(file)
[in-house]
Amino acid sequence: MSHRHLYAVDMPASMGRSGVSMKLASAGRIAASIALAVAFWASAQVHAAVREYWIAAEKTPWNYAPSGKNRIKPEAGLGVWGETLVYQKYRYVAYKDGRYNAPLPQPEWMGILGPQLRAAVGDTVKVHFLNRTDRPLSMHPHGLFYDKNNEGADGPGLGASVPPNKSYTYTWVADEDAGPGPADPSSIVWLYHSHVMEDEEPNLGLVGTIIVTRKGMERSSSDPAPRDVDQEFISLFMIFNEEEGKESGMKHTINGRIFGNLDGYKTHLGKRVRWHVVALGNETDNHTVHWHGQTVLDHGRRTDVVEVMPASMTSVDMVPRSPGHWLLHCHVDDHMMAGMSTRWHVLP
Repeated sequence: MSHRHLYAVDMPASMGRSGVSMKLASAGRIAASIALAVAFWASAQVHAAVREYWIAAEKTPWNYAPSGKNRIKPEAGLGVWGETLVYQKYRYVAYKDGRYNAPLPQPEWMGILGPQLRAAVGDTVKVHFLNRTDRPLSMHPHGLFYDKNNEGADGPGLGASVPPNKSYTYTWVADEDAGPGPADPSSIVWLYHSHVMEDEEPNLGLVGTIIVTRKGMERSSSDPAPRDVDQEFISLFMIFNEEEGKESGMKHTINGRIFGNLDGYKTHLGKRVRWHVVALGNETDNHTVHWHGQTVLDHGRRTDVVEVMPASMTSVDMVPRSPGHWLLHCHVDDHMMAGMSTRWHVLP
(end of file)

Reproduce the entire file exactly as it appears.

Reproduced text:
[in-house]
Amino acid sequence: MSHRHLYAVDMPASMGRSGVSMKLASAGRIAASIALAVAFWASAQVHAAVREYWIAAEKTPWNYAPSGKNRIKPEAGLGVWGETLVYQKYRYVAYKDGRYNAPLPQPEWMGILGPQLRAAVGDTVKVHFLNRTDRPLSMHPHGLFYDKNNEGADGPGLGASVPPNKSYTYTWVADEDAGPGPADPSSIVWLYHSHVMEDEEPNLGLVGTIIVTRKGMERSSSDPAPRDVDQEFISLFMIFNEEEGKESGMKHTINGRIFGNLDGYKTHLGKRVRWHVVALGNETDNHTVHWHGQTVLDHGRRTDVVEVMPASMTSVDMVPRSPGHWLLHCHVDDHMMAGMSTRWHVLP
Repeated sequence: MSHRHLYAVDMPASMGRSGVSMKLASAGRIAASIALAVAFWASAQVHAAVREYWIAAEKTPWNYAPSGKNRIKPEAGLGVWGETLVYQKYRYVAYKDGRYNAPLPQPEWMGILGPQLRAAVGDTVKVHFLNRTDRPLSMHPHGLFYDKNNEGADGPGLGASVPPNKSYTYTWVADEDAGPGPADPSSIVWLYHSHVMEDEEPNLGLVGTIIVTRKGMERSSSDPAPRDVDQEFISLFMIFNEEEGKESGMKHTINGRIFGNLDGYKTHLGKRVRWHVVALGNETDNHTVHWHGQTVLDHGRRTDVVEVMPASMTSVDMVPRSPGHWLLHCHVDDHMMAGMSTRWHVLP